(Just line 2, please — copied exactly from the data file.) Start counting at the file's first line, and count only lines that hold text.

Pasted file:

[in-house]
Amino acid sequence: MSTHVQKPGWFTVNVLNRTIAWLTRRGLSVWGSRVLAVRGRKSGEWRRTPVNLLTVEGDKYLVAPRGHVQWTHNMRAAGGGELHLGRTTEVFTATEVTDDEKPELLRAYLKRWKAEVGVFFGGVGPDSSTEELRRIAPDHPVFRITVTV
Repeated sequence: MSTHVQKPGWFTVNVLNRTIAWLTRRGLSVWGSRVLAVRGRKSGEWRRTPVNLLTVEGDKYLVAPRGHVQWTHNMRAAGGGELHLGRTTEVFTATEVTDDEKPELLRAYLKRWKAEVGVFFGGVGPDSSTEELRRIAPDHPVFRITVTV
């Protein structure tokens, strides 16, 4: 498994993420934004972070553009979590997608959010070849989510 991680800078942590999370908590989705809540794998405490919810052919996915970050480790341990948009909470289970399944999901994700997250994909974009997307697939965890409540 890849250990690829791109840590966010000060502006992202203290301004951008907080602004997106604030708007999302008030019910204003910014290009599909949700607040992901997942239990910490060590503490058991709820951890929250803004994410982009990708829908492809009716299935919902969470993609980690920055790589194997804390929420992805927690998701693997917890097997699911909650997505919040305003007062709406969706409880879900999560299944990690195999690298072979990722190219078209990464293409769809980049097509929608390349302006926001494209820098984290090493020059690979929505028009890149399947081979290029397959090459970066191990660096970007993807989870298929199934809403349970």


Amino acid sequence: MSTHVQKPGWFTVNVLNRTIAWLTRRGLSVWGSRVLAVRGRKSGEWRRTPVNLLTVEGDKYLVAPRGHVQWTHNMRAAGGGELHLGRTTEVFTATEVTDDEKPELLRAYLKRWKAEVGVFFGGVGPDSSTEELRRIAPDHPVFRITVTV